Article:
traveling between us– caught by the organ of hearing, the ear

transmitting the thought to the brain, through the word.


Just so do we communicate, you and I–

the thought leaping from one mind to the other,

given shape and form and substance

so that we know and are known through the word.


But let me speak to a very small child and the words mean nothing

for she does not know my language.

And so I must show her;

“This is your foot”, I say, “and it is meant for walking”

Or I help her up

“This is how you walk”

Until one day, “walking” shapes in her brain,

through the Word.


God has something to say to us,

but the words mean nothing,

for we do not know God’s language.

And so we are shown, “behold the man.”


God says, “this is the image, the thought in my mind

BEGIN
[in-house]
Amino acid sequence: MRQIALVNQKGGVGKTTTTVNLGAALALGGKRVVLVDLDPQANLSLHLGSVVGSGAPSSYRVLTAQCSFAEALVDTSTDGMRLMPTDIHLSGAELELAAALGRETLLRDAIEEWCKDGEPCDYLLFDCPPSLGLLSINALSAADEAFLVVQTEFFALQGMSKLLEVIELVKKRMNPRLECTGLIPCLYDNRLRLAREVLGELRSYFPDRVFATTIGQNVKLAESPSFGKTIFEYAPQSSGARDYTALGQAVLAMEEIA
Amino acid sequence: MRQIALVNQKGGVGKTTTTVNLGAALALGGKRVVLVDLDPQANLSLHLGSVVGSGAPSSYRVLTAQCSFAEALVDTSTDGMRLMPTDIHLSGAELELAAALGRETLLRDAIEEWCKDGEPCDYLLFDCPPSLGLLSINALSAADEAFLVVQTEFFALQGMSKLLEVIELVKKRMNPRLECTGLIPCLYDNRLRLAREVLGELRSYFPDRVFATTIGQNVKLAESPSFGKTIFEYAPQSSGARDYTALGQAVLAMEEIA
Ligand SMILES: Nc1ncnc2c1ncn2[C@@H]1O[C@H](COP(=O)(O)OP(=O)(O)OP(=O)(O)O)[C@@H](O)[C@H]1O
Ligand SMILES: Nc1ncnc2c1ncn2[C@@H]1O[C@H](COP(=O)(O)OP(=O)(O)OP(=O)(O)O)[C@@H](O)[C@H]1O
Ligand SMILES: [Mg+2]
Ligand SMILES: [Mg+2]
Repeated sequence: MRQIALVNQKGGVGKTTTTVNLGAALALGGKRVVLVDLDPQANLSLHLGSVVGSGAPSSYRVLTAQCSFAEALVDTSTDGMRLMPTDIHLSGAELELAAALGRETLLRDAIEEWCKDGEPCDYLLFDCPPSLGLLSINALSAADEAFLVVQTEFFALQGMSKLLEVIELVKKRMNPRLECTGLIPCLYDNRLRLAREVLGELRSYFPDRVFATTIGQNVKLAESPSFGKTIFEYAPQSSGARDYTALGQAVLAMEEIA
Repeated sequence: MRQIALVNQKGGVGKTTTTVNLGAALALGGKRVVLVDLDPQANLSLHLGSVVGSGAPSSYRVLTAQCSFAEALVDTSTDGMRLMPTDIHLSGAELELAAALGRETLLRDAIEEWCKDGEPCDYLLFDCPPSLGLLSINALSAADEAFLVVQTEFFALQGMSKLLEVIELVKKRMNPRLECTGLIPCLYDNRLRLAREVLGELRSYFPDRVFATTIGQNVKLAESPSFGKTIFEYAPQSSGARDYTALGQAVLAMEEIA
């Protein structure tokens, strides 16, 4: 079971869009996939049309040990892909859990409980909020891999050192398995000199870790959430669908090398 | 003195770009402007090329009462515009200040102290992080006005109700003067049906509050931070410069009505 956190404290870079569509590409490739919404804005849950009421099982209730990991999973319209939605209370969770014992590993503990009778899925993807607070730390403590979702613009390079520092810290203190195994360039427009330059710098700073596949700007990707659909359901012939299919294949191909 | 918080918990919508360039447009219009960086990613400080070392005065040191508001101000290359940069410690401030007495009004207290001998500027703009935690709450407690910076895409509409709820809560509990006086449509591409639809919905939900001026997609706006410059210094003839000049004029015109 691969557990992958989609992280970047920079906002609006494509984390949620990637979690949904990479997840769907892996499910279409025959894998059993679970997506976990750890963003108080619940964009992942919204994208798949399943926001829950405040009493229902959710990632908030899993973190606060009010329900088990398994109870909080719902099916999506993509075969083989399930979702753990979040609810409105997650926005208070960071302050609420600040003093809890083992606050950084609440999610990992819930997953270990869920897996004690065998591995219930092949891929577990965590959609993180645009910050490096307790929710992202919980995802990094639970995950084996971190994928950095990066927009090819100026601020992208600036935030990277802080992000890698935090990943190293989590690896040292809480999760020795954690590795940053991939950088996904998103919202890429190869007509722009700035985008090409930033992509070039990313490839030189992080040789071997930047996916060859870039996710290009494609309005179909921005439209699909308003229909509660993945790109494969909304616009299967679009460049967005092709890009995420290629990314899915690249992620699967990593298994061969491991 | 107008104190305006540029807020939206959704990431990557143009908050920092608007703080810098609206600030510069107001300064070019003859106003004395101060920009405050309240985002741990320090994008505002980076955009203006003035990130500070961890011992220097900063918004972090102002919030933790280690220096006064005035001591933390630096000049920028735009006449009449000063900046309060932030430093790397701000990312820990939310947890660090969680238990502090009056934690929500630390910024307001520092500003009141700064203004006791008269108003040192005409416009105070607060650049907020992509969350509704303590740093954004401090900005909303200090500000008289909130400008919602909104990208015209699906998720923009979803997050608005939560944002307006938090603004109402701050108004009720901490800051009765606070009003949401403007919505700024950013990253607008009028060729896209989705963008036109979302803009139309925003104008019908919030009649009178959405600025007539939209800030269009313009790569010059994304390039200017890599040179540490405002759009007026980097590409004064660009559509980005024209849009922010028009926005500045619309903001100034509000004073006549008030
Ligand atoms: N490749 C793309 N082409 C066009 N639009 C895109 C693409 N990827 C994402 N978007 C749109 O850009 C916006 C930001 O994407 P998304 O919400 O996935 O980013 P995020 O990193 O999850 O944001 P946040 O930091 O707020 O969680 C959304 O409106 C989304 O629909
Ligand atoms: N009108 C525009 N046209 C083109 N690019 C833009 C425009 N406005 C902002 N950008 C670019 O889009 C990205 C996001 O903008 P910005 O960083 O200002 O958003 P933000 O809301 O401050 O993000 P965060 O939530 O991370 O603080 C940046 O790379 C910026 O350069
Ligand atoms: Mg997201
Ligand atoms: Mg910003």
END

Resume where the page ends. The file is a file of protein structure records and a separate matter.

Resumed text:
humanity as I mean it, loving and serving.

I have put him in flesh. Now the Word has shape and form and substance

to travel between us.


Let the Christ Child show forth love, until one day loving shapes in your brain

through the Word.


Shape and form and substance. God’s glory.


“The Spirit of the Lord is upon me,
    because he has anointed me
to bring good news to the poor.

He has sent me to proclaim release to the captives
    and recovery of sight to the blind,
to set free those who are oppressed,
to proclaim the year of the Lord’s favor.”


Jesus quoting Isaiah in the gospel of Luke. God’s glory.


Howard Thurman

When the song of the angels is stilled,
when the star in the sky is gone,
when the kings and princes are home,
when the shepherds are back with their flocks,
the work of Christmas begins:
to find the lost,
to heal the broken,
to feed the hungry,
to release the prisoner,
to rebuild the nations,
to bring peace among the people,
to make music in the heart.


God’s glory. God’s glory. God’s glory.

Shouting Glory

Psalm 126
David A. Davis
December 17, 2023